At a certain point I asked someone when the bus to Theth would arrive, at which he laughed heartily, said “minute!” and shrugged. So the two of us have just stood here, watching local life cartwheel by, until, just as we’ve given up hope, everyone around us starts shouting “Theth!” and pointing to an ancient yellow minibus that has magically appeared across the road.
Nick Johns-Wickberg writes: My fingers wrap tighter around the Jesus bar as I see the taxi’s speedometer break 80km/h. He’s moved over to the left hand side of the road, because the decrepit car in front of us isn’t capable of breaking the 30km/h speed limit, and, despite the oncoming truck, he’s decided to stay left to avoid the potholes.
He keeps his line, daring the truck to pull over, but neither vehicle is prepared to concede the smooth side of the road in this insane game of chicken. We’re within spitting distance when, at the last minute, my man swerves right, narrowly avoiding the truck, various farm animals, and a group of local children, all of whom look completely unfazed. I release a little bit of breath, and possibly a tear, but, alas, my terror is not over yet.
In the lead-up to Tết the streets in Hanoi become, somehow, even more hectic than usual. Knots of interlaced motorbikes jam every intersection as Hanoians buzz about the city, furiously stocking up on potted orchids, paper votives and individually-wrapped snacks, all of which are essential to the lunar new year.
For a foreigner, Tết is a stressful time, and not just because of the traffic and the short supply of individually-wrapped snacks. It’s also a cultural minefield.
“What is the fatal charm of Italy? What do we find there that can be found nowhere else? I believe it is a certain permission to be human, which other places, other countries, lost long ago.” — Erica Jong
Binoy Kampmark writes: The city of mink, lying on ladies who seem to have stepped out of abundant wardrobes, worn not even in the name of extravagance so much as expected formality. This is the first impression you get in Milan, as you take to the streets of a city that prides itself as being Italy’s exception. It is the exception, because here, one finds banking that presumably works, a situation that does not prevent transactions with your international bank card as being declared ‘void’. (Italian bancomats are notoriously rude.)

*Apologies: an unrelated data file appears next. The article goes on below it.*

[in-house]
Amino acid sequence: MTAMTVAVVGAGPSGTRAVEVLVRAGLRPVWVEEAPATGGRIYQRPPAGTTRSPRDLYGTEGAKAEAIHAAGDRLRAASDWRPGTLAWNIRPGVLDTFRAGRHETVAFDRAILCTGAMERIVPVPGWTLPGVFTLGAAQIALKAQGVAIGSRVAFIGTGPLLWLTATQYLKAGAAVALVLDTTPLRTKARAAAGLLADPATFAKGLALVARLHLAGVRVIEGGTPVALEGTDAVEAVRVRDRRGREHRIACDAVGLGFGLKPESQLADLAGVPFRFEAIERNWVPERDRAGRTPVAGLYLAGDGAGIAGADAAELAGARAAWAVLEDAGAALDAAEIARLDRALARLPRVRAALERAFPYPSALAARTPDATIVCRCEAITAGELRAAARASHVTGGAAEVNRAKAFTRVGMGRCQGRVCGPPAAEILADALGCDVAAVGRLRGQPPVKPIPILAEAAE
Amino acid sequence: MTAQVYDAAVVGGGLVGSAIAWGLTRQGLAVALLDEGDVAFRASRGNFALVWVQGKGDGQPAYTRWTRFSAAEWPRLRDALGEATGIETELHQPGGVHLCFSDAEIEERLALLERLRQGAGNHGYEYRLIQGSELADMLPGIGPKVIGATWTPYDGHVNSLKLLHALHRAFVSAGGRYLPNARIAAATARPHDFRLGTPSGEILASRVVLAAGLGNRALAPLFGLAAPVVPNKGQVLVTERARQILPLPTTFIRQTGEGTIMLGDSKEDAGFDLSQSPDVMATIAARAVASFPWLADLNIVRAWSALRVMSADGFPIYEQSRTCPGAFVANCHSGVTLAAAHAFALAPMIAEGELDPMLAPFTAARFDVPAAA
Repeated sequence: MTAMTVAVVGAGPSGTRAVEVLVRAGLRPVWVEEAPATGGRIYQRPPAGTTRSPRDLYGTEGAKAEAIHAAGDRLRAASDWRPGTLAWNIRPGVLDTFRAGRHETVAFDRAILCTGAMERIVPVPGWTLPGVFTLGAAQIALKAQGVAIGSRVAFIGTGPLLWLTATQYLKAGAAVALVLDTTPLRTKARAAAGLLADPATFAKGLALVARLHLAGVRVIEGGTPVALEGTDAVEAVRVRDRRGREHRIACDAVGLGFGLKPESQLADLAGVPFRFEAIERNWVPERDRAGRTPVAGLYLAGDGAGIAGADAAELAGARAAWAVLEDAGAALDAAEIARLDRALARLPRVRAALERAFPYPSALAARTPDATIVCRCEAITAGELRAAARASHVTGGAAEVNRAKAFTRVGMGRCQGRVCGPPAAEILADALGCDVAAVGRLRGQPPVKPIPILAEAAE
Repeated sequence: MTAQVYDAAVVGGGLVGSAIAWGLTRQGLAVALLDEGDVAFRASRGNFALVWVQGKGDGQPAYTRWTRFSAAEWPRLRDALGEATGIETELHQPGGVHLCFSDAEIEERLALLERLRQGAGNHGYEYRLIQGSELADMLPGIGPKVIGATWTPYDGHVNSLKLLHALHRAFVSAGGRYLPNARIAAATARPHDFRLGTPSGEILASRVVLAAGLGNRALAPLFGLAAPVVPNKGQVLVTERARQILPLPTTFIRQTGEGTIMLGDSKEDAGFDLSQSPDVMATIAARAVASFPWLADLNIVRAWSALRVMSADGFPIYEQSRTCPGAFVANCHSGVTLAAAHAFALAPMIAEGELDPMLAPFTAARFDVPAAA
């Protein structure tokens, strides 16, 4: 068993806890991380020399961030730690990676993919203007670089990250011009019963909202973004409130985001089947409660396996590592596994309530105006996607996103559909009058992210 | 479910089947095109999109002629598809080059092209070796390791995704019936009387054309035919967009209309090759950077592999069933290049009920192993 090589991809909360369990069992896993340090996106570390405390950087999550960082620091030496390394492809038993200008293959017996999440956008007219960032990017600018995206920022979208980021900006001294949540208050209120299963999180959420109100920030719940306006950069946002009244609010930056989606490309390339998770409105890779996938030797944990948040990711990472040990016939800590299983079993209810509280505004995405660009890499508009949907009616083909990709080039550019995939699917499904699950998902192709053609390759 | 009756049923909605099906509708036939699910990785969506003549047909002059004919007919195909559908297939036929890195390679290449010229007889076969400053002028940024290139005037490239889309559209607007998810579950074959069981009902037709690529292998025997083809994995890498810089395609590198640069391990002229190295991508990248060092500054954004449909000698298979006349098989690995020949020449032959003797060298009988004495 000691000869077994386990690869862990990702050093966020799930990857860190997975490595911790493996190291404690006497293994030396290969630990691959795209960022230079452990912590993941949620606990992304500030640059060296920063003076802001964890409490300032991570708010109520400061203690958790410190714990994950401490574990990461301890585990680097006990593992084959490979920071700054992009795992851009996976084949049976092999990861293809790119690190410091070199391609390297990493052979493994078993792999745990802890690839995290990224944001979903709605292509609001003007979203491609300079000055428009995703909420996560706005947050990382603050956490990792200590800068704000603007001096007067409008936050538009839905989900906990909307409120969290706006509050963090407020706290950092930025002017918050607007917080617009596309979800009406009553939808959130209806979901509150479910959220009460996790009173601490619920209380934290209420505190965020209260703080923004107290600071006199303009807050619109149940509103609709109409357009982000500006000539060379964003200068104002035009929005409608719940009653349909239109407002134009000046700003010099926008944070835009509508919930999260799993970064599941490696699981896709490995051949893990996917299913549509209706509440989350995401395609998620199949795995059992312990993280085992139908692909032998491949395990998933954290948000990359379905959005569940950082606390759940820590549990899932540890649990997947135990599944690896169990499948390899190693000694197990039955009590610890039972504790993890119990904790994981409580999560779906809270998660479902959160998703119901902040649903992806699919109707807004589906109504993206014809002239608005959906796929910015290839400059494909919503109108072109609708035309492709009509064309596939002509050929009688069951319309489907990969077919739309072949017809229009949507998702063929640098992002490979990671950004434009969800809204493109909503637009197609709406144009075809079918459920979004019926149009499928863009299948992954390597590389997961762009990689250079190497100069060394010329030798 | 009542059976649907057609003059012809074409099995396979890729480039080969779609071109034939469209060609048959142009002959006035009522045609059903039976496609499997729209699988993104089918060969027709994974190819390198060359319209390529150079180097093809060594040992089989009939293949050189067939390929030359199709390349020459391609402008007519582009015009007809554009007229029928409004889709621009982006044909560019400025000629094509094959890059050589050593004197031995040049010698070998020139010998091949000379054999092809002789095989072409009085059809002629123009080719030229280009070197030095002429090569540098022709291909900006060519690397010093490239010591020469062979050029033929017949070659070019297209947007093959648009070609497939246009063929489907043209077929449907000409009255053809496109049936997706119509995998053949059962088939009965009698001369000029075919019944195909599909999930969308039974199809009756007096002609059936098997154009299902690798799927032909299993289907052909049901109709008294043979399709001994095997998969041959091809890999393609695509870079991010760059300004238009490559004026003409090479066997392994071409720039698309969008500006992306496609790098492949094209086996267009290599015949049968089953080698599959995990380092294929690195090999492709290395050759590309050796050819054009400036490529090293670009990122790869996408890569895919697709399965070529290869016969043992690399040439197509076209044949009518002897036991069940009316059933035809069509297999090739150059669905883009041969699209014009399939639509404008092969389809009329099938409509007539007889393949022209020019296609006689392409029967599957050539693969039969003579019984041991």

Henry Bateman writes: There is a truism, which I can vouch for from direct observation, that tricycle drivers know the longest way between any two points. These 125cc motorcycles with their enclosed side cars carry their passengers from door to door within and to neighbouring barangays (suburbs).
Restricted from using the main thoroughfares, they wend their way through the back streets negotiating a plethora of speed humps along the way. With their human cargo on board, along with whatever goods and chattels are deemed necessary for the journey, they chug their way through the narrow streets that are old Manila.
So you’ve just launched into a travel story. An amazing tale of bravery, derring-do and batik shopping in the face of extreme food poisoning. And you’re just about to reach the climax when someone pipes up:
‘Oh, Baluchistan. I was there before it was trendy.’
Yes, it’s infuriating. No, I can’t help myself. Because (with all due respect to Tabitha Carvan) I did a Vietnamese Christmas, too.
Beneath the midday sun, I reluctantly inhale the overwhelming stench, which distinctly reminds me of festering road-kill baking in the heat of an Australian summer.
As subtly as possible, I hold my wrist over my nose and breathe through my mouth, not wanting to offend the smiling and impeccably dressed man walking towards me.
“Bonjour,” he says gregariously, holding out his hand to take mine. “Je m’appelle Monsieur Dossou. Bienvenue a la marche des fétiches.”
With the new year just past, I find myself reflecting on 2011. It was a year in which Hanoi taught me many lessons, for which I’m truly grateful. I present for you some highlights of What I Learned In 2011:
1. Your eyeballs can sweat
A year in Hanoi can be divided into three parts:
a) Dreading the summer;
b) OMG IT IS SUMMER; then
c) Dreading the summer.